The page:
At the beginning of March this year Knole was visited by Nigel Blades, the Preventive Conservation Advisor for the National Trust and a team of researchers from the Polish Academy of Sciences in Krakow. They were here to install some pioneering technology in the world of heritage sciences. With the help of furniture conservator John Hartley they have attached acoustic emission (AE) monitors to some of the most important objects in the house. The basic principal of these sensors is to listen for otherwise imperceptible noises emanating from objects as they react to the changing environment around them.
Some of the sensors have been attached simply by wedging plastazote (an inert spongy material) into a convenient crevice, whereas others required gluing by a furniture conservator (although a hairdryer was needed to speed the drying process in the freezing temperatures at Knole!). Using a combination of gluing, wedging, and tying all of the monitors have been successfully attached.
John Hartley preparing the sensor mount (left) and the finished sensor (right).
These monitors are designed to pick up the tiniest cracks and pops emitted by the furniture as it reacts to the environment around it. The relative humidity (RH) in the Showrooms of Knole can cause certain materials such as wood and metal to expand and contract as it fluctuates. It is impossible to tell how much the objects themselves are moving with the naked eye and so this AE method has been developed to help us better understand what seasonal variations in RH are doing to our collection. The sounds the equipment are monitoring for are so tiny they couldn’t hope to be heard without these specialist sensors.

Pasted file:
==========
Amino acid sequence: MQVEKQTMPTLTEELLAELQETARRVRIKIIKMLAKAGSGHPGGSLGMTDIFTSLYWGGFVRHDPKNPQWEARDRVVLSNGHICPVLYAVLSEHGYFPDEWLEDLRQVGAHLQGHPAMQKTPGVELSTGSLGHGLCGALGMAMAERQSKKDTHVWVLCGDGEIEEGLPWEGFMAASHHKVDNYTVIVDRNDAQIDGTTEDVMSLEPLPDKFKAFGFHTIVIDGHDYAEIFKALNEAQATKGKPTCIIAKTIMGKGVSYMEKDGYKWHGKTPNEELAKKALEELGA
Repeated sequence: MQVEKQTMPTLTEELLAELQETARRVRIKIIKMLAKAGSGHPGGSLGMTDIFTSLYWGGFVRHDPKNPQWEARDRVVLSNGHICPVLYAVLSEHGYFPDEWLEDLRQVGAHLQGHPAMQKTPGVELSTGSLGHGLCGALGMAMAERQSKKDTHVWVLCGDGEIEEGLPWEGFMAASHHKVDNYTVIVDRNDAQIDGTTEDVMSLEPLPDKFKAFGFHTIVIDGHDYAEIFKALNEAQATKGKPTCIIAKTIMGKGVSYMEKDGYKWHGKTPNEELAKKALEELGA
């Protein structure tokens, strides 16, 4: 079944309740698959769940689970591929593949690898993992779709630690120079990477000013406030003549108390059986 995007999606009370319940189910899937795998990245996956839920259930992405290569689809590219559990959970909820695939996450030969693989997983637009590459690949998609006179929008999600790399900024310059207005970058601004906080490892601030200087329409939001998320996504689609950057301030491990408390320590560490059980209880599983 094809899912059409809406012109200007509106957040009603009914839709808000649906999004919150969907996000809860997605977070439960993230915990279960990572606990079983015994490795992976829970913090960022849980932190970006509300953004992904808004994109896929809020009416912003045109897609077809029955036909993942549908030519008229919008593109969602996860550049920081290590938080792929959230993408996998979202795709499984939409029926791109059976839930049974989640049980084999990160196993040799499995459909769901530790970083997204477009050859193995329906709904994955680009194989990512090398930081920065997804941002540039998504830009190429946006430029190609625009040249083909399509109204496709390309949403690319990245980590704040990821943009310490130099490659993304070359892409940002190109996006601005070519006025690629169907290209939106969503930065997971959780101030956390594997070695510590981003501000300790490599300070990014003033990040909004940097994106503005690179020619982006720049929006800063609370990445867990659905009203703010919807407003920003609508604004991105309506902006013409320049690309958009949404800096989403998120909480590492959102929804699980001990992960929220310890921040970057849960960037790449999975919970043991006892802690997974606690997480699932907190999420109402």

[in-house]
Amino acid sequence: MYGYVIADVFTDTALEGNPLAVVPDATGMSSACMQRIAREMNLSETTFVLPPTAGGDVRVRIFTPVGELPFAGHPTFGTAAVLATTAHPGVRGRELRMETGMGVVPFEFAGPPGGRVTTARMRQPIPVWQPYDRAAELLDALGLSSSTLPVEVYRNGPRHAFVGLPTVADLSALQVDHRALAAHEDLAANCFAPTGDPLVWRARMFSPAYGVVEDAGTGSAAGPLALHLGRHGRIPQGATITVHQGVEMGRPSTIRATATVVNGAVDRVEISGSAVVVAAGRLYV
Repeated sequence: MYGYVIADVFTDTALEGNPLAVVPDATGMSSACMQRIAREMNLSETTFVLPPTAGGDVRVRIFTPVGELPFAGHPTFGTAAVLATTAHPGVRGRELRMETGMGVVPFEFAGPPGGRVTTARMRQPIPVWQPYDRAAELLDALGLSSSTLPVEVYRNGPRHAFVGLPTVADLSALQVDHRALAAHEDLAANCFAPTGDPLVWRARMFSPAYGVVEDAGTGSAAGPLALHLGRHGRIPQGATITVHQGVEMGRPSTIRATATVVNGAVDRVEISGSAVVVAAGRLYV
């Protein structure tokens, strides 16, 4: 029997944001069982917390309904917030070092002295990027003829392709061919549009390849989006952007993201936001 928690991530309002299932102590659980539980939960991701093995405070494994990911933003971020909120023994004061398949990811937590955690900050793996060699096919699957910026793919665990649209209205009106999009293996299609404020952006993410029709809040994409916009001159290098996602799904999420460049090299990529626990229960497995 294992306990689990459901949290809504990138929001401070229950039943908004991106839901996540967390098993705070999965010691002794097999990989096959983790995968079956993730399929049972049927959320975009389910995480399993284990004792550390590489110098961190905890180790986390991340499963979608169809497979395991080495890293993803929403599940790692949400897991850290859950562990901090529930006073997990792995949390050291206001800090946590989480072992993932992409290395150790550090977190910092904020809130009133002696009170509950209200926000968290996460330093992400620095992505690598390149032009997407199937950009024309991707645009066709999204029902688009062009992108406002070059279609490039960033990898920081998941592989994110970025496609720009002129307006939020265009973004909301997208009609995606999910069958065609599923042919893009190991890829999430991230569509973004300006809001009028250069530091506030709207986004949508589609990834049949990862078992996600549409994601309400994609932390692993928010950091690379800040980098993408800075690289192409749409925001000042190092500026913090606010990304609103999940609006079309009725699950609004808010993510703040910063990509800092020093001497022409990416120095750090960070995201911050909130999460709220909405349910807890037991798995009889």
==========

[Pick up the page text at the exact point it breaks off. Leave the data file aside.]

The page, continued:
Sensors have been attached to 4 objects in the house; the Gole table and a torchere in the Great Store and the Jensen table and a torchere in the Spangled Bedroom. Selecting these objects allows the researchers to compare the effects on similar objects in varying conditions. The Spangled Bedroom currently has no environmental control at all. This means the the temperature and relative humidity change with the weather conditions outside with no human intervention. The Gole table in the Great Store however is subject to environmental control which keeps the relative humidity below 65% at all times.
The ideal conditions for a mixed material collection in the National Trust is between 40% and 65% although this is not always possible. Part of our long term conservation project at Knole is to try and install environmental control throughout the Showrooms so that the RH can be carefully controlled.
The AE project will run for a full year from now and it will allow us to understand and better manage the change from an uncontrolled to an RH-controlled collection. The sensors and laptops will be left in their current positions permanently and will be checked remotely from Poland once a week to make sure everything continues to function properly.
It was fascinating to see researchers and conservators of different disciplines come together at Knole to put this project together. Hopefully it will yield some interesting results!
Thanks go to Nigel Blades and everyone on the AE project team for providing the information and pictures in this weeks blog.